This article is about software licenses, which spell out the rules by which you must play to use the software. Agreeing to an End User License Agreement (EULA) by opening a shrink-wrap package, clicking "OK" for an installer or downloading software from a website means you agree to abide by the terms the software owner sets. If you have questions about the terms of those agreements, you can contact your attorney for definitive answers.
The year 2005 has been chock full of Power Architecture news -- from Apple's departure from the Power Architecture family to the up and coming Cell Broadband Engine processor; from Blade.org to Power.org; and from being named fastest growing semiconductor supplier of 2005 to being named 2005 Top Fab, find out why Power Architecture technology is having the best year ever
IBM IS BUILDING a Novell and Red Hat Linux channel in the big emerging markets of China, India, Brazil and Russia with plans to roll out in the rest of Europe next year
Despite having a strong feature set and excellent performance and stability, PostgreSQL lags significantly behind MySQL in one key area: Many more open source projects support MySQL than PostgreSQL. That limits PostgreSQL adoption to some extent because many users choose MySQL not because it's superior to PostgreSQL, but because their favorite open source project supports only MySQL. Christopher Kings-Lynne wants to change that.
To say that Mandriva has been quiet on the Linux front lately might just qualify as an understatement. The Paris-based Linux distribution company has had a rough road these last couple of years, having pulled themselves out of redressement judiciaire (the French equivalent of Chapter 11 bankruptcy in the US) in March 2004.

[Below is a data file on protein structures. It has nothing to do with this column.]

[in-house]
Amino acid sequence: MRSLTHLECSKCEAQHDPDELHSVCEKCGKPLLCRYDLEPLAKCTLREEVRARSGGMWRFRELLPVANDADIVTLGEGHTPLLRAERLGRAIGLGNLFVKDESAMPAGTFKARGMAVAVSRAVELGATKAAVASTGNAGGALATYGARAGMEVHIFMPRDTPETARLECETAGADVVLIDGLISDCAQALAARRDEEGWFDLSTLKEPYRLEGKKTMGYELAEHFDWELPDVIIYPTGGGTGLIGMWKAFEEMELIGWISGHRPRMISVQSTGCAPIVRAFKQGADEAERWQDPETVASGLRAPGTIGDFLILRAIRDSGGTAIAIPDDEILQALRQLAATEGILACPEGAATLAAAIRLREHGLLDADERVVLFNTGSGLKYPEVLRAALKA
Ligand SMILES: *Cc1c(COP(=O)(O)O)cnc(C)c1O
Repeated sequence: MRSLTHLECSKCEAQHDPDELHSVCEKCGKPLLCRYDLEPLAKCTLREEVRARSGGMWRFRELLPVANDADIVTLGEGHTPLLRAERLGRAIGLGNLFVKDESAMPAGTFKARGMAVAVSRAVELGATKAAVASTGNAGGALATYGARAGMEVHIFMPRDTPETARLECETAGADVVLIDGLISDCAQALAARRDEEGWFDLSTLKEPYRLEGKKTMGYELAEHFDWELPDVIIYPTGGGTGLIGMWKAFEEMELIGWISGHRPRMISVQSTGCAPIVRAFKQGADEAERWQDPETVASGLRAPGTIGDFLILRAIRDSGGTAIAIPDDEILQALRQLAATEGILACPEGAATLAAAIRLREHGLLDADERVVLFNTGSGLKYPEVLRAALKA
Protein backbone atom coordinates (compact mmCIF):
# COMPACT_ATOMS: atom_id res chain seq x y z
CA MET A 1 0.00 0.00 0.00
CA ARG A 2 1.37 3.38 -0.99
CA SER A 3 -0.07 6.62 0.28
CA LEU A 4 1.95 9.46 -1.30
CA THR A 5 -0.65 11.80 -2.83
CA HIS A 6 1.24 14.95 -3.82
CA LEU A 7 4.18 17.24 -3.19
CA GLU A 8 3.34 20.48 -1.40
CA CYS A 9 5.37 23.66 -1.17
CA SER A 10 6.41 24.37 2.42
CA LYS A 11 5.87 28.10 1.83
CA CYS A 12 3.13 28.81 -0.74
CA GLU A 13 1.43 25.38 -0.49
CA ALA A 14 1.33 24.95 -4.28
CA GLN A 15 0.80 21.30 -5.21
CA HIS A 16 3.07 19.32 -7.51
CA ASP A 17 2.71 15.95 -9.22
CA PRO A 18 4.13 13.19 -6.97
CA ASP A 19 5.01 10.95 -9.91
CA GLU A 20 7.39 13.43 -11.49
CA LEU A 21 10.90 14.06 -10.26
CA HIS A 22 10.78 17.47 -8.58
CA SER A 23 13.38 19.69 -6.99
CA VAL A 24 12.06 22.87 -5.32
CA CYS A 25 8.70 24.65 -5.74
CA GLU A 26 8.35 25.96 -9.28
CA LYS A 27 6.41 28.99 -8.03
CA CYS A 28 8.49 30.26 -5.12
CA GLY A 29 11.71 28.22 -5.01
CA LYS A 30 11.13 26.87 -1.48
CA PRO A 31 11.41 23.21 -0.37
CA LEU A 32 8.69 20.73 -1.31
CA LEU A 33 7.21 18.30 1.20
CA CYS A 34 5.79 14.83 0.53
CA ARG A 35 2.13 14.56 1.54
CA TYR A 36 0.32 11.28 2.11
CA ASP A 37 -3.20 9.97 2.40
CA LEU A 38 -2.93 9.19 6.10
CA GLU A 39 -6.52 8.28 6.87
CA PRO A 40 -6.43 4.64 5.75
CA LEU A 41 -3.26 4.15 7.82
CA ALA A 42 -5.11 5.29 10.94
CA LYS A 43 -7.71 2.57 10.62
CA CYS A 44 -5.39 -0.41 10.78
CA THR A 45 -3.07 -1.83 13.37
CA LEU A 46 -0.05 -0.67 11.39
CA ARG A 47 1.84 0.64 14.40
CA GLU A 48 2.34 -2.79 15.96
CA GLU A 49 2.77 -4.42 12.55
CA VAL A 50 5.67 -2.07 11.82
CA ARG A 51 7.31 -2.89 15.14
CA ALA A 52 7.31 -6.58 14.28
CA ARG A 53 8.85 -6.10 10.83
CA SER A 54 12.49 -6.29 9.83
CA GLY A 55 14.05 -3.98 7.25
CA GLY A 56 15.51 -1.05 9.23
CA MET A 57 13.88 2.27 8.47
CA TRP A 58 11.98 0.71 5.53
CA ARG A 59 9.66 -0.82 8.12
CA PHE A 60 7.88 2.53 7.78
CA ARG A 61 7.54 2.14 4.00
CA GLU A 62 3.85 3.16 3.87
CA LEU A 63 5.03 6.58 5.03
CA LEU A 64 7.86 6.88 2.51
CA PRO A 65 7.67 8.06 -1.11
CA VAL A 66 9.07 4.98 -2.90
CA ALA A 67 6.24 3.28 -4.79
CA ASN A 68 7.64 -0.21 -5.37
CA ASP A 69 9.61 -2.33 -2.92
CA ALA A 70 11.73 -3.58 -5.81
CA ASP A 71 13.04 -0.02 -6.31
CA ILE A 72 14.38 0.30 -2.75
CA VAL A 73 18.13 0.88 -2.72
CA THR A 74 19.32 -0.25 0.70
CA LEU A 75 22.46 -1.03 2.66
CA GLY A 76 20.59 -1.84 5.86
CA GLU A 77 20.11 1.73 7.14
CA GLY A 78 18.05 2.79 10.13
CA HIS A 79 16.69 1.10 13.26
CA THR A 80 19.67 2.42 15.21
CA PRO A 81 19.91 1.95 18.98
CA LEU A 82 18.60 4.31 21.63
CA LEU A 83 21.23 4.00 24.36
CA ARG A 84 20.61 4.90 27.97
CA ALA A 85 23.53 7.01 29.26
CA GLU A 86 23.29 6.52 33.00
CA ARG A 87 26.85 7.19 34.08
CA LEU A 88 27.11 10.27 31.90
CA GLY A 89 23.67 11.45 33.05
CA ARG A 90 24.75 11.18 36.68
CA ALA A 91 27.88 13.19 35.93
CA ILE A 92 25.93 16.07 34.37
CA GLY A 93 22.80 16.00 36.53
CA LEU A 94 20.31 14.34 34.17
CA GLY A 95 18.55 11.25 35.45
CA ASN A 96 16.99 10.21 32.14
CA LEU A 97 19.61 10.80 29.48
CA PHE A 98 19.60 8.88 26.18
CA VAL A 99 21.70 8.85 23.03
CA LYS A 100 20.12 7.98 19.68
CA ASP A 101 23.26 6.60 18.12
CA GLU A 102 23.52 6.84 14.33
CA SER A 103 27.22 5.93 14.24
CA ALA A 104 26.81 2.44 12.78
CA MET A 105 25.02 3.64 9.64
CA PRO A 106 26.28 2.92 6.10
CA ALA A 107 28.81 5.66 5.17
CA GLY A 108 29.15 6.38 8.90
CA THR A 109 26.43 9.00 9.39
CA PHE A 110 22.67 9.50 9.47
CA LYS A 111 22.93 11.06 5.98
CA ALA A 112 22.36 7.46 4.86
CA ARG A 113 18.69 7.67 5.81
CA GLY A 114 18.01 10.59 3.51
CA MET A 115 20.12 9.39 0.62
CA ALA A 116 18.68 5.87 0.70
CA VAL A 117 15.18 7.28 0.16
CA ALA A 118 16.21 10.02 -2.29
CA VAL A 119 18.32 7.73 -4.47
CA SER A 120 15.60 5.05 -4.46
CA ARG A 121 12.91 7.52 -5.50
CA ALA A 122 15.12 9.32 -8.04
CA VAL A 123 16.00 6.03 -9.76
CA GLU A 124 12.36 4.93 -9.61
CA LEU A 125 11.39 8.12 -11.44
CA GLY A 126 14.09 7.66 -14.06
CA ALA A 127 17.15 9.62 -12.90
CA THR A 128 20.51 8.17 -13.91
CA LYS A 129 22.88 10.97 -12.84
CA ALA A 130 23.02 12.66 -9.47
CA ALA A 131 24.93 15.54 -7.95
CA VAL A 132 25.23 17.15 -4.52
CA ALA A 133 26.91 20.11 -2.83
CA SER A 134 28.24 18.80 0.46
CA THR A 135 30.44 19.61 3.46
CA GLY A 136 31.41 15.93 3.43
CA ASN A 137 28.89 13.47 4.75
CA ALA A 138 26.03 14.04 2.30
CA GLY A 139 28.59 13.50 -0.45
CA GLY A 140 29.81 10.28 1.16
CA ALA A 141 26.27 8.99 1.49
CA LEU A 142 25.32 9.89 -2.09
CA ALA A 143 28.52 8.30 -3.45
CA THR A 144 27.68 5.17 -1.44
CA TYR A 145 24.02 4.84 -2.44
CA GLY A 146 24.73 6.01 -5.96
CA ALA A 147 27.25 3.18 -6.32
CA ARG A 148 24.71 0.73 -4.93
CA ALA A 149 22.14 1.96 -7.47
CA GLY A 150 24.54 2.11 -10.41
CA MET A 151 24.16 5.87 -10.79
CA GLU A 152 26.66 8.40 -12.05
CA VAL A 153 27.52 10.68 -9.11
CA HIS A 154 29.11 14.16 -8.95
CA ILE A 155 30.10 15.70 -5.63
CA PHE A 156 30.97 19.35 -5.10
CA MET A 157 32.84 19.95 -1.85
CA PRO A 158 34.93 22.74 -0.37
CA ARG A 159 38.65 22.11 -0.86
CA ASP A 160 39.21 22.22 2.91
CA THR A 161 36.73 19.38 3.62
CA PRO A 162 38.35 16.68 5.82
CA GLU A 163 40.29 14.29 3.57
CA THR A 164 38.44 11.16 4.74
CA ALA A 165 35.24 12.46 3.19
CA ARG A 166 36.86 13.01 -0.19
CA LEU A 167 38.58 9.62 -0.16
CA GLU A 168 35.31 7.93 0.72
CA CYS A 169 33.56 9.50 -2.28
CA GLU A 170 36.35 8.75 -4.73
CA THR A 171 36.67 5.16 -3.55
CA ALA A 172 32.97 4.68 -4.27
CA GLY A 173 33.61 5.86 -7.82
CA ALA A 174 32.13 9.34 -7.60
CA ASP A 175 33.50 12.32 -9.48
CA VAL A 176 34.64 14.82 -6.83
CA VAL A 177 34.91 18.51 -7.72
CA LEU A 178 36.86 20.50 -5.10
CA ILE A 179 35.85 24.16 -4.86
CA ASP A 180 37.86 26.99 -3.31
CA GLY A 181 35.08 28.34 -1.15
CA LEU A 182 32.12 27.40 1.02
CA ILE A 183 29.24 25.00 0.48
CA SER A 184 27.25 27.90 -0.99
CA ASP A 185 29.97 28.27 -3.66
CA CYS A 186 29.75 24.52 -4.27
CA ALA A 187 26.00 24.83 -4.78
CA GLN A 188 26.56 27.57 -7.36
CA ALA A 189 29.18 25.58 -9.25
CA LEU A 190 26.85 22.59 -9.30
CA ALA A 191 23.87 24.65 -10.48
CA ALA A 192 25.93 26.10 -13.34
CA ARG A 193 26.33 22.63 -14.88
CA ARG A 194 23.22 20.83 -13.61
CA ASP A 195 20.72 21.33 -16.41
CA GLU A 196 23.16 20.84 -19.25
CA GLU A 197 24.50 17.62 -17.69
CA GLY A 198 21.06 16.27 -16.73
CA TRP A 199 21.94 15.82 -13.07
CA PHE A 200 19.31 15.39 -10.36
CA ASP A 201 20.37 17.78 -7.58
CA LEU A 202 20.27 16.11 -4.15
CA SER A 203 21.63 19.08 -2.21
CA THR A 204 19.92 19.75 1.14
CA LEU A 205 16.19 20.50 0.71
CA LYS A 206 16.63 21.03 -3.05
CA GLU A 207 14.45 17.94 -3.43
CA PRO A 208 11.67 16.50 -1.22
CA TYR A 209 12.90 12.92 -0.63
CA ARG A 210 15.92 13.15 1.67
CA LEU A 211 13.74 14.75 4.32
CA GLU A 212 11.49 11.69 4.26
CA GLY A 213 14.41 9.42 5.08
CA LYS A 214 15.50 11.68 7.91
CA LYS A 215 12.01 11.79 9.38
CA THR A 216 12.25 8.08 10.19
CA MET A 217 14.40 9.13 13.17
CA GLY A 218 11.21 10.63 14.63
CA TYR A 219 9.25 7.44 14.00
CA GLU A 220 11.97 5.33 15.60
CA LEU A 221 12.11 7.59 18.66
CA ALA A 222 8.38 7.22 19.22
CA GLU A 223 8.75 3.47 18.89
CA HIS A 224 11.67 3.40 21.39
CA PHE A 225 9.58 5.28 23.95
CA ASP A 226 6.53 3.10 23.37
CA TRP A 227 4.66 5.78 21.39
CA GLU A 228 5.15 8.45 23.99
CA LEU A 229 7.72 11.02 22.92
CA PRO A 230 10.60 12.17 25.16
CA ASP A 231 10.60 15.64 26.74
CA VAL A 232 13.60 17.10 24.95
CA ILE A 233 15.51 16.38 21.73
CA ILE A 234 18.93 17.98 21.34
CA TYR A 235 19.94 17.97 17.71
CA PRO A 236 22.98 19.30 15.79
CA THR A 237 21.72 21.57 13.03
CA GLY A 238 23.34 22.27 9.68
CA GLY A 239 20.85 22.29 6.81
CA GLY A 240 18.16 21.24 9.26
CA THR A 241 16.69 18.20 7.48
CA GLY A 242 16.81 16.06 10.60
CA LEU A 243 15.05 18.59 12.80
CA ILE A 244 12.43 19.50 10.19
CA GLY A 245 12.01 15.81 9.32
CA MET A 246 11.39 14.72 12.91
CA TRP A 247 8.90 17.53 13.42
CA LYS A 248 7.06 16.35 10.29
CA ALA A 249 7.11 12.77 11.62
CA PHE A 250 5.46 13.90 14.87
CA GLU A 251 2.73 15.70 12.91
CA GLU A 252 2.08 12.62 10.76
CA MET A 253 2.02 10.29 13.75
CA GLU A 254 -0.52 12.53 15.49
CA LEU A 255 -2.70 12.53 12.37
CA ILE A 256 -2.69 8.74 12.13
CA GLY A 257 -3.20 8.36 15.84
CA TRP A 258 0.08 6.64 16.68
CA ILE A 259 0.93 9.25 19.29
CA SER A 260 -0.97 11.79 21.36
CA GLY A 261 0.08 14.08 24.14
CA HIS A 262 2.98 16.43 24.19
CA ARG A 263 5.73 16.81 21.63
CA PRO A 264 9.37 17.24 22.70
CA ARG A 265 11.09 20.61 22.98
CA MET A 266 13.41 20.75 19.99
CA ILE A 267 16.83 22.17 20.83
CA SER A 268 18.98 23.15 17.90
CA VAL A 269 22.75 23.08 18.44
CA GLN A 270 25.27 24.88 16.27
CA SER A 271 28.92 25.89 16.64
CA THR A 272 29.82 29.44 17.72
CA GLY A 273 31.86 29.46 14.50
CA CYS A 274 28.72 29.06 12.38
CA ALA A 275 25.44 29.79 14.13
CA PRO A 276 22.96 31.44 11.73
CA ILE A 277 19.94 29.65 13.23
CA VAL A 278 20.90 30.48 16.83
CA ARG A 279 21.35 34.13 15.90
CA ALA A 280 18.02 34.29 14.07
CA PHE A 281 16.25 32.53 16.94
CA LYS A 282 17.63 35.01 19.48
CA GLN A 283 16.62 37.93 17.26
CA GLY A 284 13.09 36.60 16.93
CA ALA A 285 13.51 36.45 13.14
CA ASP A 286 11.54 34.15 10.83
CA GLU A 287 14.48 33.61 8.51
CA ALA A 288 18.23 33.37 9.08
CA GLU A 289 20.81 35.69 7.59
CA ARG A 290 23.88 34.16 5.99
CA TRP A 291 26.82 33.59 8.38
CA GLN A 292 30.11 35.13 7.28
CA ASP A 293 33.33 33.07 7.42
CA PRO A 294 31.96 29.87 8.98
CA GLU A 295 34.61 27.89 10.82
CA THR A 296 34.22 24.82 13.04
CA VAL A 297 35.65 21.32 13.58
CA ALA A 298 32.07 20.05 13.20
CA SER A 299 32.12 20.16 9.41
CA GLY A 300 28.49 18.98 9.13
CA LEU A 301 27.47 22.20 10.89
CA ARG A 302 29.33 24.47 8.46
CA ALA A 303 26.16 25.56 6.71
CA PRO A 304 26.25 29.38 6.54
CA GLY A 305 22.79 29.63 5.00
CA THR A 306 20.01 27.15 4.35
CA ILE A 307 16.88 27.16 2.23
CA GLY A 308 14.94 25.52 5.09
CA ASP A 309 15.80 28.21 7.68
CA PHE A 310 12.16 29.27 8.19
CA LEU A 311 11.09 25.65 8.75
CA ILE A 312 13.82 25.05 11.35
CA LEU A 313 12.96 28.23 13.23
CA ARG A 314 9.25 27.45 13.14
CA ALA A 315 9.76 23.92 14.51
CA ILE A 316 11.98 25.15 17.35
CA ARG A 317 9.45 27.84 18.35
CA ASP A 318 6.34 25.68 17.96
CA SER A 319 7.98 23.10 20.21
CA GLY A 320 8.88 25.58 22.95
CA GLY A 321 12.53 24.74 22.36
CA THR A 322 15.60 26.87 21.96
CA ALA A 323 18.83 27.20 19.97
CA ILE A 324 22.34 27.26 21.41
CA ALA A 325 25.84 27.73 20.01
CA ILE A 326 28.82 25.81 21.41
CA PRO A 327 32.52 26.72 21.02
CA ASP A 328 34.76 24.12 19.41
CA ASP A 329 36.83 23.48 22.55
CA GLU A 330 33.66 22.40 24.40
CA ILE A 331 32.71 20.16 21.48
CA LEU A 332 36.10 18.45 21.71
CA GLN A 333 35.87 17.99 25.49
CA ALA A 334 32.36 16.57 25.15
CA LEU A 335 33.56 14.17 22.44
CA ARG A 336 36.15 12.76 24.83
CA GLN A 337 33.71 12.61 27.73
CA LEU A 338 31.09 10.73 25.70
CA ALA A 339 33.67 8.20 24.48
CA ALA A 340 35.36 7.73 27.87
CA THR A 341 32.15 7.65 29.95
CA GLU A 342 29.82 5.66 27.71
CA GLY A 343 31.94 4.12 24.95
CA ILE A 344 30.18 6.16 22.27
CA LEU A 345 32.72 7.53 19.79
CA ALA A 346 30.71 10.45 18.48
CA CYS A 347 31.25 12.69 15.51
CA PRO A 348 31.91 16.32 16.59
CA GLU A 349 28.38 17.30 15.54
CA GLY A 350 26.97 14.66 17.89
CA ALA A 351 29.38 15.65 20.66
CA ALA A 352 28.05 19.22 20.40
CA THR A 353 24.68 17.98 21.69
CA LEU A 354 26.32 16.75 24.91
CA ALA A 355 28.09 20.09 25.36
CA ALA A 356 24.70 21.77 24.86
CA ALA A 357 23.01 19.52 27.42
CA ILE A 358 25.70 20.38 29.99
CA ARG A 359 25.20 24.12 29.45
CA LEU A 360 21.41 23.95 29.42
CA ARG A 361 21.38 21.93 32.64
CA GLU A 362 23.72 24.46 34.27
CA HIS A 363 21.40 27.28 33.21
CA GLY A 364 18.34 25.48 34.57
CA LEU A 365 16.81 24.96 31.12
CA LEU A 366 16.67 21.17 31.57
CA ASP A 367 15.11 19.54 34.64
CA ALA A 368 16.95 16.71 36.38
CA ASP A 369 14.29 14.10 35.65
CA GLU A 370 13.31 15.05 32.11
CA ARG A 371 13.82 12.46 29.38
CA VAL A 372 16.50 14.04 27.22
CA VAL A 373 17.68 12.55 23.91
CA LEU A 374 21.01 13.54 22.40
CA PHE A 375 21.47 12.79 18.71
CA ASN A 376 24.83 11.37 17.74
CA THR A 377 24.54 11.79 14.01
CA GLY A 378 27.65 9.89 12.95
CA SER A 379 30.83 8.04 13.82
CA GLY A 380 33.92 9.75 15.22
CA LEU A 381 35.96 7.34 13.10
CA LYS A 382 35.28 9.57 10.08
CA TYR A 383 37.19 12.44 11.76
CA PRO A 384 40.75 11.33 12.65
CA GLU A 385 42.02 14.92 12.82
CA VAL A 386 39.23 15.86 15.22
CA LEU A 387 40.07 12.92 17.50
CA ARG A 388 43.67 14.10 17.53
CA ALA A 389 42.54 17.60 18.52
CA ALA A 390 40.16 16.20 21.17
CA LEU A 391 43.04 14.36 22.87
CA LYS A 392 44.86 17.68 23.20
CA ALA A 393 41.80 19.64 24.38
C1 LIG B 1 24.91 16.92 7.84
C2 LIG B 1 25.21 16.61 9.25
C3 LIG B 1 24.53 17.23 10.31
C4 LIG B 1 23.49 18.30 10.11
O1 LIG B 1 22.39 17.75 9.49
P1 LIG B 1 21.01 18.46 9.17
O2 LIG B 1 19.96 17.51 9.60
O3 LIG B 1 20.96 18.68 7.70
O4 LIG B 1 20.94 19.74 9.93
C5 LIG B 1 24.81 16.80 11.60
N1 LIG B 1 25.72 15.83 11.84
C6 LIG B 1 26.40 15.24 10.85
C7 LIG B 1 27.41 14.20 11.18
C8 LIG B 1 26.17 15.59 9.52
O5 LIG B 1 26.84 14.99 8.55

HERNDON, Va., Dec. 14 /PRNewswire/ -- The OpenVZ project today introduced a website (http://openvz.org
) to freely distribute and offer support to the open source project promoting operating system virtualization through a collaborative, community effort.
An essential utility for network or Linux firewall administrator.
There was a lot of talk at the Open Forum on ODF and XML in Massachusetts yesterday. Followed by a lot of head-scratching by the multiple journalists in attendance over what, if anything, had happened. In fact, something did happen: Microsoft enunciated a strategy that is based upon coexistence with, rather than undermining ODF
Microsoft has most likely made a strategic decision that it will be sufficient for its XML Reference Schema to be blessed by Massachusetts – as compared to pressing for a final decision that would *include* its Schema while *excluding* ODF - a significant development in that in September it appeared that the goal was to block ODF from adoption at all.
The University of California, Berkeley's College of Engineering is expected to announce today the opening of a new Internet research lab and collaboration with Google, Microsoft and Sun Microsystems that will pump $7.5 million into the lab.
The new RAD Lab, to be located in Soda Hall, will focus its research on open source development of software for Internet services, according to the university. Technically, it will work on so-called Reliable, Adaptive and Distributed (RAD) systems, thus the name RAD Lab.
The PCLinuxOS development team has announced that PCLinuxOS 0.92 is now available for download. PCLinuxOS, a relatively new distribution (less than a year old), is an English-only Mandrake (now Mandriva) Linux derivative
The second semester student council election has elicited a new electronic voting system at Paly.
The student government decided to allow voting to be completely voluntary, after teachers from the history department voiced complaints to the council that the old mandatory voting system was flawed. According to a member of the council, the history teachers claimed that the old method of handing out ballots in social studies classes was undemocratic because it obligated students to vote, while the right to vote is actually discretionary.